Some fun can be had remixing the lyrics for Sweet Dreams (Are Made of This) by the Eurythmics. First of all, there are two official music videos the original
And the second one
The most well-known remix of the lyrics is for cheese!
Sweet dreams are made of cheese,
who am I to diss a Brie.
I cheddar the world and the feta cheese,
everybody’s looking for Stilton.
Some of them want to fondue you,
Some of them want to be fondued
Some of Edam want Roquefort, too.
Some of them want to have some Blue
Some of them want cheddar fondue,
Some them want to a sweet danish blue
And here’s one that was cobbled together by me and a few friends about teas!
Sweet dreams are made of teas,
brew am chai to steep the leaves
I savour the world for the perfect earl grey
Everybody’s looking for darjeeling
Some of them want to infuse you,
Some of them want to be infused by you
Some of them want to cosy up to you,
Some of them want to be cosied by you
This post was from September 2011 on Tumblr. Based on a post by willowphoto on Tumblr. Things have not gotten better :(
I hate to do this, but I’m really not proud of Australia these days.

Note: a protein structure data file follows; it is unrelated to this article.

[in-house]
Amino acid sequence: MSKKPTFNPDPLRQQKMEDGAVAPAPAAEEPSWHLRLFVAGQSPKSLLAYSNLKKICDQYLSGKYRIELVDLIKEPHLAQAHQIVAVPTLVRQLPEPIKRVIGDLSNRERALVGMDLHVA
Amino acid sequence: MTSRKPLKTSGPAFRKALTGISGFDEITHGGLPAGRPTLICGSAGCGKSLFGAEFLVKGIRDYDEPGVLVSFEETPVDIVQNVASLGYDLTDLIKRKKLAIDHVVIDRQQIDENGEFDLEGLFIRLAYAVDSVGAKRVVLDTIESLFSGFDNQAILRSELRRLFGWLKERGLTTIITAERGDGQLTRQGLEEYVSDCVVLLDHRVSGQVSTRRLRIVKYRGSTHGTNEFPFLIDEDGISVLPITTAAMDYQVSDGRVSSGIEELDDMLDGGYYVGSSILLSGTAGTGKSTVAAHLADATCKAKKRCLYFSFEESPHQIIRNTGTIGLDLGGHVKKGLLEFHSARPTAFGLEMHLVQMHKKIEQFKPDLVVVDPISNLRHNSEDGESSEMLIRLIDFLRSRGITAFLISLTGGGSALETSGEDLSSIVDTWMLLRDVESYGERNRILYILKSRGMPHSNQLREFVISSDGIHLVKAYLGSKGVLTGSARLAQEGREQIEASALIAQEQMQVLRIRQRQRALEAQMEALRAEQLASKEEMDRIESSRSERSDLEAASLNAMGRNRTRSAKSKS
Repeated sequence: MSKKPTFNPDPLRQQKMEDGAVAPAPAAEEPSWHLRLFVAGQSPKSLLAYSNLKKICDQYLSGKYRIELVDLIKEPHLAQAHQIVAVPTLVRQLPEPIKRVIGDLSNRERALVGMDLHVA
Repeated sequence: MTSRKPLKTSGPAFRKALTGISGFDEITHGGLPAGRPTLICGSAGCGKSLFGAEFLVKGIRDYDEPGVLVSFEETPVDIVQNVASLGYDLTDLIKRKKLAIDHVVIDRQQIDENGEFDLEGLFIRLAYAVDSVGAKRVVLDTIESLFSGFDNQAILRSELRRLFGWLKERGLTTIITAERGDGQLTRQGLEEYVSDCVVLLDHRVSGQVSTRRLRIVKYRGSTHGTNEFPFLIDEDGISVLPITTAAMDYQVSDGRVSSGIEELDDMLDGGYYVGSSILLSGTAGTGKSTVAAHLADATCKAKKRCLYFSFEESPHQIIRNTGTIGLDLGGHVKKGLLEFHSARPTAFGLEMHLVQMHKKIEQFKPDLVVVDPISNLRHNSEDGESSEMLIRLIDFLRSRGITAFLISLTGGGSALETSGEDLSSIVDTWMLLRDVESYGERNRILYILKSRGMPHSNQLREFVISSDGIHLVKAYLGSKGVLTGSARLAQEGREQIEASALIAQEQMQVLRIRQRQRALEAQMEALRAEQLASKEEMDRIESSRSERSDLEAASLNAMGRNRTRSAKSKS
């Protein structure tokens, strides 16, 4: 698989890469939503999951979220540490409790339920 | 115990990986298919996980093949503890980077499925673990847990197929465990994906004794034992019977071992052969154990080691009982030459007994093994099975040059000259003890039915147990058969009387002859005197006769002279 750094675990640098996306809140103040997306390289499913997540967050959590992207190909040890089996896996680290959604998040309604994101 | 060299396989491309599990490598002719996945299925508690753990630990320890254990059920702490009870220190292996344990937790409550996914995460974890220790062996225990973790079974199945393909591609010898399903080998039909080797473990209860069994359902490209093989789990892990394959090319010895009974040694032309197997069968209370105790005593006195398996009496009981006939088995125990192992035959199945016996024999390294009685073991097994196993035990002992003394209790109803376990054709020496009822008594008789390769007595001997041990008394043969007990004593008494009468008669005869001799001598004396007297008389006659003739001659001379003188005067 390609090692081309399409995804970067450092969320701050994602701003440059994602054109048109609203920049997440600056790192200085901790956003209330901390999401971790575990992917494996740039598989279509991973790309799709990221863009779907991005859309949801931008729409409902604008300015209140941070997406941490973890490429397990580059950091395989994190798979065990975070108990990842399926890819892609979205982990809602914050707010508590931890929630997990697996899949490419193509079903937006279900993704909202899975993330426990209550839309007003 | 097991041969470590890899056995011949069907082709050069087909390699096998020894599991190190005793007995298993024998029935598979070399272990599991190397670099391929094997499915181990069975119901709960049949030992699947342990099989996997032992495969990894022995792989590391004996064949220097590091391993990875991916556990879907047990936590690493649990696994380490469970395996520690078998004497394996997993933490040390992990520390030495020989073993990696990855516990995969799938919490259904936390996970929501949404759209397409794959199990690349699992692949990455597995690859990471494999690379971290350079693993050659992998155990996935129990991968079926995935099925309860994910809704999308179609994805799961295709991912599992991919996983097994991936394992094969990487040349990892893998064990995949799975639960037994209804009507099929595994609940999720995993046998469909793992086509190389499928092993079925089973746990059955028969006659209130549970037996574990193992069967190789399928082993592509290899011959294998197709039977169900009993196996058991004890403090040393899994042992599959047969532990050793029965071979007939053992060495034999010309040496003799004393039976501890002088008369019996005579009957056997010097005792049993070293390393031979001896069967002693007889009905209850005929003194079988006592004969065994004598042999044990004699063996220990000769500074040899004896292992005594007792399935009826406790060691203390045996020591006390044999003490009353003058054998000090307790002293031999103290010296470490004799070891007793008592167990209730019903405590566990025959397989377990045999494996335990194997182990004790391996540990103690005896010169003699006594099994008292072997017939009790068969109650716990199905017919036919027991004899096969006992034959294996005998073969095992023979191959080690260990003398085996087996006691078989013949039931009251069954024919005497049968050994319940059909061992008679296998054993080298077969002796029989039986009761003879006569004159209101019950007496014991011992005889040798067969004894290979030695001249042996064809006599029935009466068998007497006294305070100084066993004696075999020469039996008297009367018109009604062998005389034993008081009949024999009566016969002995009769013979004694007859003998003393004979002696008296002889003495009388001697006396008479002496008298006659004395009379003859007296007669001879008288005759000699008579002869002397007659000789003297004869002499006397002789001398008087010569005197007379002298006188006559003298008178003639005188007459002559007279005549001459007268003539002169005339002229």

Australians all let us reject,
Those who aren’t young and free;
We’ve gotten spoiled and withheld our toil;
Except to guard our sea;
Elect not to share nature’s gifts
Of beauty rich and rare;
This sad story’s page, is at the stage
Of loosing Australia Fair.
Our wasteful reigns force us to sing,
Please help Australia Fair.
Beneath our heavy Southern Cross
We’ll withdraw our hearts and hands;
To fake this Commonwealth of ours
Took people from their lands;
For those who dare to cross the seas
We’re not prepared to share;
With cowardice we turn our backs
On those who our seek our care.
In mournful pains for not keeping,
Our poor Australia Fair.
I hope I can look back at this and say we moved on and became better…
And here’s another remix. I’m not sure where this is from. I’ve changed it a little bit.
Australians all let us rejoice
for we are white and straight.
We’ve mined our soil and killed for oil
We’ve turned back refugees.
Our land abounds in trees to log
A reef to dump and dredge.
As Sirs and Dames,
We’ll flout the shame,
Advance Australia Fair!
let profits reign, all serve the rich,
Advance Australia Fair
The sentiment and points in the article You’re Not Stupid; Ello Is Badly Designed by Elena Palmer on The Toast are things I need to keep in mind.
“[Ello] wasn’t ready for a public beta – there were too many prominent bugs and usability problems. But when I looked at the conclusion on Twitter, there was a theme that wasn’t present in my own high handed criticism: a bunch of highly educated, internet-savvy women were asking each other, “Am I stupid, or is Ello not working?””
“there are many types of intelligence, a significant number of which are not suited to evaluation via tech use. But putting that point aside for the moment, let’s focus on the fact that we measure our intelligence via our ability to pick up tech and use it fluently. But when we fail, women almost invariably blame themselves, at least partially. Men almost invariably blame the technology, if they’re using it, and user error, if a woman is using it.”